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Temple University Encryption Guidelines

Review Date/Issuing Authority

Effective Date: April 26, 2012
Review Date:  July 28, 2016
Issuing Authority:  Chief Information Security Officer

Policy

Not Applicable

Scope

This guideline applies to all University employees and faculty who in the course of their job at Temple must send confidential or regulatory protected information electronically outside of Temple’s network.

Purpose

Sensitive information and information protected by regulations, such as FERPA, HIPAA, GLBA, and others, must be protected when leaving Temple University’s network.  In order to appropriately protect these information assets, measures must be taken to ensure that the confidentiality, integrity and availability of the data are not compromised.   This procedure outlines the steps that the employee should take prior to sending sensitive or regulatory protected information

Definitions

  1. Education Records - Any record (in handwriting, print, tapes, film, electronic, or other medium) maintained by the university or an agent of the university that is directly related to a student unless noted in the law as an exception.
  2. Electronic Media –Technology used to hold electronic or digital data in any form.  Hard, floppy or optical disks, USB drives, memory sticks, magnetic tape, wire, wireless, cable and fiber are among examples of technology.
  3. Internet – A global network made up of more than 100,000 interconnected groups of computers in over 100 countries comprised of commercial, non-profit, academic and government entities.  The Internet is commercialized into a worldwide information highway, providing potential access to information or services on every subject known to mankind.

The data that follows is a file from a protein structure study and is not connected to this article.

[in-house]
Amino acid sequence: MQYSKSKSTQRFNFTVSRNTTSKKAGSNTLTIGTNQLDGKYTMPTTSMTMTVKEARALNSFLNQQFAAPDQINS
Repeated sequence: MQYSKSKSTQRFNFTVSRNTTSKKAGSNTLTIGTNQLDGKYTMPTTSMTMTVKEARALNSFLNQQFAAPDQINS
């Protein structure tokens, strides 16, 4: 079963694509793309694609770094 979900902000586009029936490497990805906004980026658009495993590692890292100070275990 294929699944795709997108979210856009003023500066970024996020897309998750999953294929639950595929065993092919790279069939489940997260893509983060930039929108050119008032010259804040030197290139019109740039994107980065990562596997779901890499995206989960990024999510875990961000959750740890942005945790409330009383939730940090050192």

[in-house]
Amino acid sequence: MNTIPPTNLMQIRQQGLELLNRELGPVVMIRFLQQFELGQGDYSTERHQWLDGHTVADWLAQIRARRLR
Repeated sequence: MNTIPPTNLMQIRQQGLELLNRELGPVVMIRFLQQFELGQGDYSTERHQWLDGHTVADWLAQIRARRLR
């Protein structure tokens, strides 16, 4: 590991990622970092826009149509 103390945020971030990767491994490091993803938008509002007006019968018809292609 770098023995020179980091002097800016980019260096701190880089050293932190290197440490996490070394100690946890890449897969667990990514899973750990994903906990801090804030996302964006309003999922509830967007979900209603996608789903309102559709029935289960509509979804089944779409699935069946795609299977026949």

4. Non Public Information (NPI) – the definition given to information that should be given special protections to ensure that it is not disclosed to anyone unauthorized under the Gramm-Leach-Bliley Act (GLBA).
  5. Protected Health Information (PHI) – the definition given to information that should be given special protections to ensure that it is not disclosed to anyone unauthorized under the Health Insurance Portability and Accountability Act (HIPAA).
  6. Regulatory Protected Information – Data which is protected by law and includes, but is not limited to, PHI, NPI, and Educational Records.
  7. Sensitive Information – Any information that is not for public consumption and if that information were exposed could cause harm, embarrassment, our financial losses to the University or any of its employees, students, or alumni.

Guidelines

  1. Once it is determined that you need to send information that is either confidential or under regulatory control over the Internet you must contact the Information Security Department at 215-204-7077 or at CISO@temple.edu to work out a procedure for sending the information securely.
  2. Do not send attachments, such as Excel spreadsheets, Word documents, etc, using only password protection and assume that this will protect your sensitive documents during transmission.
  3. For transmission needs that occur on a regular basis, the Information Security Department will work with you to establish a secure process.
  4. Do not assume that because the recipient has a temple email address that the email will remain inside of Temple’s network.  Many users forward their email to accounts outside of Temple.  Once the email leaves our network, it is no longer protected.
  5. All regulatory protected information, such as NPI, PHI, and Education Records, must be securely sent or you put yourself and the University at risk of penalties, fines, and other legal consequences.
  6. If you are not sure about the sensitivity of your document, please ask your supervisor for guidance.  If necessary, contact our legal department.
  7. Look for alternative ways to send sensitive or regulatory controlled information, such as through the US Postal System or express shipping.
  8. Ensure that when sending sensitive or regulatory protected information using electronic media such as memory sticks, CDs, DVDs, floppy disks, tapes, etc, that you conceal and protect the media so that it is not readily distinguished as electronic media.  Depending on the media type and the sensitivity of the information, it may be desirable to encrypt the information on the electronic media.  If the information contains Social Security Numbers, by policy you must protect this data as outlined in 04.75.12 Social Security Number Usage Procedures.